News ID: 236235
Published: 0212 GMT December 22, 2018

IRGC holds ‘offensive’ drills in Persian Gulf

IRGC holds ‘offensive’ drills in Persian Gulf

The Islamic Revolution Guards Corps launched the main and final stage of massive exercises in the Persian Gulf, with an “offensive” component in Iran's defensive strategy for the first time.

The Great Prophet 12 drill entered its final chapter in the general area on Saturday, with IRGC chief General Mohammad Ali Jafari hoping that “the enemies have more than ever grasped the power of our response."

"This was a response to allegations made by the enemies who should know that the defense capabilities of the Islamic Republic of Iran are deterrent, and as the Leader [Ayatollah Seyyed Ali Khamenei] has said, 'if they try to hit us once, they will definitely be hit 10 times more'," Jafari told reporters.

“With these exercises, our enemies will realize more than ever how devastating our response would be to any move by them,” he added.

Television showed amphibious forces landing on Iran’s Persian Gulf island of Qeshm during the exercises, in which naval vessels, helicopters, drones, rocket launchers and commando units also took part.

Qeshm, the largest island in the Persian Gulf, is located near the Strait of Hormuz through which a third of the world’s seaborne oil passes.

The US aircraft carrier John C. Stennis entered the Persian Gulf on Friday and was shadowed by IRGC Guards speedboats, according to Reuters. Witnesses of the media organization also saw an Iranian drone flying nearby.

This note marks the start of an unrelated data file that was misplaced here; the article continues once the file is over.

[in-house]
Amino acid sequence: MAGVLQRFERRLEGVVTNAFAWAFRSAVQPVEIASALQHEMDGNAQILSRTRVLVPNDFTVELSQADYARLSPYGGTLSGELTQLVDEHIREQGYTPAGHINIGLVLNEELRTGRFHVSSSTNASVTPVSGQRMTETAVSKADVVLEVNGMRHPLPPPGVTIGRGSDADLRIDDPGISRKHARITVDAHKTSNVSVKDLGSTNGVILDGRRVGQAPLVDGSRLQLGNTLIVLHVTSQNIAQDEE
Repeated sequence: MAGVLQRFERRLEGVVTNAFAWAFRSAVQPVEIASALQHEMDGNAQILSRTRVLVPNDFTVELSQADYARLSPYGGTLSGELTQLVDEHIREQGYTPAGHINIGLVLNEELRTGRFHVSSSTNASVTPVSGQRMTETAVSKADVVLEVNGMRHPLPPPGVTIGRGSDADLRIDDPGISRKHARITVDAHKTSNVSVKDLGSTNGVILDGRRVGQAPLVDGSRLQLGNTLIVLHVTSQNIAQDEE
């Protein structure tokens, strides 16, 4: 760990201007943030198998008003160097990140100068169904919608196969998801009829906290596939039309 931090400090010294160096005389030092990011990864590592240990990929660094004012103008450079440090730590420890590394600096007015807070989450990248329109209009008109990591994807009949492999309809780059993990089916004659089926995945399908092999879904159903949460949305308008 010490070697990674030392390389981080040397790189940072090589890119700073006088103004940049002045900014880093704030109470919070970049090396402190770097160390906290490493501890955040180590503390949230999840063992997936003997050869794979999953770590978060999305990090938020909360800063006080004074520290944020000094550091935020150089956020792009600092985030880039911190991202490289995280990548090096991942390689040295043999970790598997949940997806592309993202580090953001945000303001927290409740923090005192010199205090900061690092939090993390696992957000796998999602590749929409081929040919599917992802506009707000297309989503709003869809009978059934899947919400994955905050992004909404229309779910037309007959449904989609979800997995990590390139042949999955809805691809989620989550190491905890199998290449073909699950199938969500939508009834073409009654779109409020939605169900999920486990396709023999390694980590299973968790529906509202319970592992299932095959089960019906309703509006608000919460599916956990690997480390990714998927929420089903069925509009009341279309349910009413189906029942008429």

In an apparent comment on the arrival of the Stennis, Jafari told Iranian television: “They’ve come, pretending to ensure the Persian Gulf states’ security ... But it is Iran which has to provide security for the Strait of Hormuz, the Persian Gulf and our friends and brotherly countries on its southern coast”.


‘Offensive operation’

The IRGC Ground Force’s chief Brigadier General Mohammad Pakpour said the drills take place on a strategic and defensive level proportionate to the enemies’ potential threats.

“For the first time, the drills incorporate an offensive operation in the Islamic Republic’s defensive doctrine," he said during a press conference.

“On the operational level, these maneuvers are offensive, meaning should the enemy seek to resort to threat and its implementation, it will prompt us to turn thoroughly aggressive and offensive, and pursue targets deep inside the enemy front,” Pakpour noted.

The goal, the commander said, is to "crystallize a precise and realistic image in the enemy’s mind of our deterrence and defensive equations.”

"The enemy should make allowances in its calculations for the fact that our defense is a combination of defensive and offensive engagement, with more emphasis placed on the offensive side," he said.

Pakpour said the IRGC Ground Force’s past experience in fighting terrorism, securing borders, and the experience resulting from recent wars has helped shape new defensive doctrines.

The annual exercise enlists the Ground Force’s elite units. They include the rapid response unit, the Special Forces, commandos, combat and reconnaissance drones, the electronic warfare unit, engineering corps, and the Zolfaqar fast patrol craft.

Various attack, transport, and airdrop helicopters are flown during the event.

According to Tasnim news agency, the Cobra gunships deployed in the last stage have been equipped with enhanced thermal cameras.

The equipment, it said, has been enhanced with laser rangefinder and is capable of tracing and detecting targets in various environmental conditions, including sheer darkness, fog, smoke, and dust.

The drills also included amphibious operation and seizing of bridgeheads along the coastline.

Press TV, Reuters and Tasnim  contributed to this story.


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